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Luvisol, Luvisols
1. The mixed mineralogy, high nutrient content, and good drainage of these soils make them suitable for a wide range of agriculture, from grains to orchards to vineyards.

Luvisols form on flat or gently sloping landscapes under climatic regimes that range from cool temperate to warm Mediterranean.

Occupying just over five percent of the total continental land area on earth, they are found typically in west-central Russia, the United States, central Europe, the Mediterranean basin, and southern Australia.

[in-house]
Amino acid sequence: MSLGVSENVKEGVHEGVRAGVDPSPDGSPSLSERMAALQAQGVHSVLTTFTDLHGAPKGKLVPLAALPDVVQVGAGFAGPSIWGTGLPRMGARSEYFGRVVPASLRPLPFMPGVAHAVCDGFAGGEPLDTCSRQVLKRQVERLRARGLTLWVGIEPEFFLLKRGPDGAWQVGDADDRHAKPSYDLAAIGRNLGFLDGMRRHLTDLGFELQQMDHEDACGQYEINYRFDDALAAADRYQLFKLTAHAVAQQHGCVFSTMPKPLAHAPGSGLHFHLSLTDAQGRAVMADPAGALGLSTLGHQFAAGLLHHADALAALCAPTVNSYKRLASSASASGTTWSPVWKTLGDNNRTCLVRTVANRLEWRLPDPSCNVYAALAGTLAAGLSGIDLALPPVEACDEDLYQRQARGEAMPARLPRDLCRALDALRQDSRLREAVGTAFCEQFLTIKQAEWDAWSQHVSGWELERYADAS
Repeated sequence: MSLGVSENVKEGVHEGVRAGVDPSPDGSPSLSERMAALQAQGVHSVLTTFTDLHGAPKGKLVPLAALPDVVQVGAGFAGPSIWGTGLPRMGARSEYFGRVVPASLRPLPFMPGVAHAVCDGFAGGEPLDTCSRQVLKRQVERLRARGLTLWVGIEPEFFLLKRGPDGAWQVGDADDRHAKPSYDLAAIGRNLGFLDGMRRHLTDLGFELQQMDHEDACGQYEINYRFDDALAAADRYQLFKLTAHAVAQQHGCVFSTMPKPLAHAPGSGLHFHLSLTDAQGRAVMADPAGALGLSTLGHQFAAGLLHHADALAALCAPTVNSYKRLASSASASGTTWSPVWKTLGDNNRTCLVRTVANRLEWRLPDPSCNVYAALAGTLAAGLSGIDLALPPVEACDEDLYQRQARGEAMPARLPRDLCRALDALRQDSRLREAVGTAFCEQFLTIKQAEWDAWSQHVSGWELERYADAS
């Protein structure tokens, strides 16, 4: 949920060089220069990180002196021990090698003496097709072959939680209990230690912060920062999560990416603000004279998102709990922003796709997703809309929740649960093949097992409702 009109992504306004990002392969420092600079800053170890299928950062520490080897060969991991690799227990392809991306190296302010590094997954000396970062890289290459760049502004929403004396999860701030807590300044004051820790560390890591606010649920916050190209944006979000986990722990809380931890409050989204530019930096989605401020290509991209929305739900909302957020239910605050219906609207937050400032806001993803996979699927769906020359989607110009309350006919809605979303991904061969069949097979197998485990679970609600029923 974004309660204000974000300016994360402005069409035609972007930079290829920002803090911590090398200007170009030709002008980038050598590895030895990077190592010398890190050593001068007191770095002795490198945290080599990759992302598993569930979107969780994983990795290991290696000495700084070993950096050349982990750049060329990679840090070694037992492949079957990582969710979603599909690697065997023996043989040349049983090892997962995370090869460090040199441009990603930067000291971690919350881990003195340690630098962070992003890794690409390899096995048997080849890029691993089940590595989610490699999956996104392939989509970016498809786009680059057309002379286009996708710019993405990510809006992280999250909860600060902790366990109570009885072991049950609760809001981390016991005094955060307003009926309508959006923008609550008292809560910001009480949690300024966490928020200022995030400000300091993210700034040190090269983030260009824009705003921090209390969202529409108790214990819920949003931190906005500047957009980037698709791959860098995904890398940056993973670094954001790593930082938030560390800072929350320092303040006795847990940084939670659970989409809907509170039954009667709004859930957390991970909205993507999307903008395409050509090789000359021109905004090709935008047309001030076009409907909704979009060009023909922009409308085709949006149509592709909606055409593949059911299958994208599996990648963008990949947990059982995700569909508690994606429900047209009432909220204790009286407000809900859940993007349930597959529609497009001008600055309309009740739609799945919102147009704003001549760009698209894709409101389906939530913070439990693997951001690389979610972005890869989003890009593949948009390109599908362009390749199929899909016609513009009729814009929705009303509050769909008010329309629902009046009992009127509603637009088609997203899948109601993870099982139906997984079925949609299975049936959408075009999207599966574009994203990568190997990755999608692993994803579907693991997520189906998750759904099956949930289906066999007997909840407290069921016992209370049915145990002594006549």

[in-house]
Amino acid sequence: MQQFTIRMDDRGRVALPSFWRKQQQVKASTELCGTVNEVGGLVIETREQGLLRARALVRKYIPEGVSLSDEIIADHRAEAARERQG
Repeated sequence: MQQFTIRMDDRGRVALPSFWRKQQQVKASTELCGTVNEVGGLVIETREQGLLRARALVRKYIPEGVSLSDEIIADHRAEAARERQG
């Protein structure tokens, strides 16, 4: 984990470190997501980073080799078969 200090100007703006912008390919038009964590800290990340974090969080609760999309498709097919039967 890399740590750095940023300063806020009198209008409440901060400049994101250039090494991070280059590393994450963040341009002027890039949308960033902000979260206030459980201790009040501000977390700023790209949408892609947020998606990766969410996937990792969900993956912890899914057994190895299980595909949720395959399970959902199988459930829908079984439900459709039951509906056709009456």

Luvisols are technically characterized by a surface accumulation of humus overlying an extensively leached layer that is nearly empty of clay and iron-bearing minerals.

Below the latter lies a layer of mixed clay accumulation that has high levels of available nutrient ions comprising calcium, magnesium, sodium, or potassium.

Luvisols are often associated with Cambisols and Albeluvisols are a related FAO soil group also exhibiting clay migration.

2. From the classification system of the Food and Agriculture Organization, FAO.
3. Etymology: from Latin luere, "to wash".
This entry is located in the following unit: sol-, -sol + (page 4)